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#27 Northern Sol

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Posted 25 March 2014 - 11:36 PM

The thing is that in the modern world, no-one can possibly be an expert on more than 2-3 topics, so whoever is minister is going to be largely reliant on advice given to them by civil servants. It's nice if politicians know a fair amount about how the world works before politics but I don't think that it is vital. I'm not sure how doing well at a sugar company would prepare you for running the economy anyway. Their main skill is knowing whose advice to take. 



#28 JohnM

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Posted 26 March 2014 - 09:00 AM

I know someone who was at Carlton in 2000 (and is a Tory, so no rolling your eyes about bias here) 

 

According to her it was difficult to say what Cameron actually did as he was rarely seen in the office.

 

Maybe he was working from home?

 

 

As for Chukka Umuna, he seems almost completely charm and charisma free.    He has to be one of the dullest people in politics.   He has had a proper job though, as a solicitor.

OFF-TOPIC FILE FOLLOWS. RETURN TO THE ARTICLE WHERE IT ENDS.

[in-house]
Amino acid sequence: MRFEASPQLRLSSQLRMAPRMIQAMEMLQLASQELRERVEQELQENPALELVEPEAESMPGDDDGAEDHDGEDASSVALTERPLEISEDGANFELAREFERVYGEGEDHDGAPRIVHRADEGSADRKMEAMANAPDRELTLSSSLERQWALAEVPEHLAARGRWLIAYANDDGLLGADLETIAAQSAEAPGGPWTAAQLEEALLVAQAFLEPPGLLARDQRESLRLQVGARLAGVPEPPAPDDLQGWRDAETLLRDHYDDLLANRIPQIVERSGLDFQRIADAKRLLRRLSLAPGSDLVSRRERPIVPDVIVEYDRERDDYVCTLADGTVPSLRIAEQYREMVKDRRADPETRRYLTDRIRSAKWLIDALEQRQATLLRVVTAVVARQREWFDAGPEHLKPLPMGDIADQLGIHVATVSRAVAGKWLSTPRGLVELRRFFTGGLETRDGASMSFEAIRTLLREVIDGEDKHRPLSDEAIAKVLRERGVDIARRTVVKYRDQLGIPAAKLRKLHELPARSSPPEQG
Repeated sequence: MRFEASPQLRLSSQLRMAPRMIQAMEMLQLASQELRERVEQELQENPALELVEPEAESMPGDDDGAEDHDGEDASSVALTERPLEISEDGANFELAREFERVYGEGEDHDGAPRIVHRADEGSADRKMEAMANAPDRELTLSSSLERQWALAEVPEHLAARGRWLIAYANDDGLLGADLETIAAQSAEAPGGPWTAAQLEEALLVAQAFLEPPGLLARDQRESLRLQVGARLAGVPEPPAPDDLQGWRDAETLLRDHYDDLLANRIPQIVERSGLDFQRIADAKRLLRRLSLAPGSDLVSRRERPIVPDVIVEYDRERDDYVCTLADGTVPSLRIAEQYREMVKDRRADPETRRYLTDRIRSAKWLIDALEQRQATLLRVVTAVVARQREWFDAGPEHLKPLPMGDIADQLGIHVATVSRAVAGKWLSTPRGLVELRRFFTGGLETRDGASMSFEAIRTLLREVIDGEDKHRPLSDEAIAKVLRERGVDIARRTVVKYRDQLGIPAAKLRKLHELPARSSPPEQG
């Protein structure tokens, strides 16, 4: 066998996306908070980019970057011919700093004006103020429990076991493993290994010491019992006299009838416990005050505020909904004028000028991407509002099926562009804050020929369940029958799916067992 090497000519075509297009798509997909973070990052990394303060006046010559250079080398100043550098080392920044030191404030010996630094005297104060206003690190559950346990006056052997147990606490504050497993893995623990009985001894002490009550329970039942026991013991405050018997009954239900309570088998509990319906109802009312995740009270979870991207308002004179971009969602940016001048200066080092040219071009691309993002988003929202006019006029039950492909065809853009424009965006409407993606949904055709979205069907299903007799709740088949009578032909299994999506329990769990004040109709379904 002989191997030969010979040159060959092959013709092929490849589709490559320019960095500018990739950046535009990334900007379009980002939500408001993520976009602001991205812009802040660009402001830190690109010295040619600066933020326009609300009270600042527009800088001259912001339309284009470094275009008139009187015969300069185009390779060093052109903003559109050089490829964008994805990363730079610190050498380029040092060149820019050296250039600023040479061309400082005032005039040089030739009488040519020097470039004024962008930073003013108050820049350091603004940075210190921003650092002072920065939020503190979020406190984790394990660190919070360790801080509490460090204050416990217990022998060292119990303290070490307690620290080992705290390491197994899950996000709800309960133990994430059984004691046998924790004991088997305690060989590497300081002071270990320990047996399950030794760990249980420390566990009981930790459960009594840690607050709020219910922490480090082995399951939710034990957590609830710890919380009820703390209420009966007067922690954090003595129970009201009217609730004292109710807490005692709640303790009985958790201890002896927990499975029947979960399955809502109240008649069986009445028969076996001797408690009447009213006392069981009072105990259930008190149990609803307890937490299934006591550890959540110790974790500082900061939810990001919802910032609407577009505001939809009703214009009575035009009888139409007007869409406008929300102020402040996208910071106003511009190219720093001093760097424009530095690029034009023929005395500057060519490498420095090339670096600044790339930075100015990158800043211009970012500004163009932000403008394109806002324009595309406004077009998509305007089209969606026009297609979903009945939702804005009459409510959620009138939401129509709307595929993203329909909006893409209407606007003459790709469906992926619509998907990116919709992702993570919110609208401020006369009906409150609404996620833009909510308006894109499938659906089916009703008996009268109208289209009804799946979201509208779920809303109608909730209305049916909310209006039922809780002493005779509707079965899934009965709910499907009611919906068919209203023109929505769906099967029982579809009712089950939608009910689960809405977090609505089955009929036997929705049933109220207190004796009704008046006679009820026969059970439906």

Did he do your house conveyancing by any chance?   

 

Presumably Cameron was busy communicating with corporates, whatever that entailed.  Umunna and Cameron are different sides of the same con..though Cameron might do better if he kicked a few backsides in his own party.



#29 JohnM

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Posted 26 March 2014 - 09:01 AM

The thing is that in the modern world, no-one can possibly be an expert on more than 2-3 topics, so whoever is minister is going to be largely reliant on advice given to them by civil servants. It's nice if politicians know a fair amount about how the world works before politics but I don't think that it is vital. I'm not sure how doing well at a sugar company would prepare you for running the economy anyway. Their main skill is knowing whose advice to take. 

 

plus getting the Sir Humphreys of the world to actually do as they are told.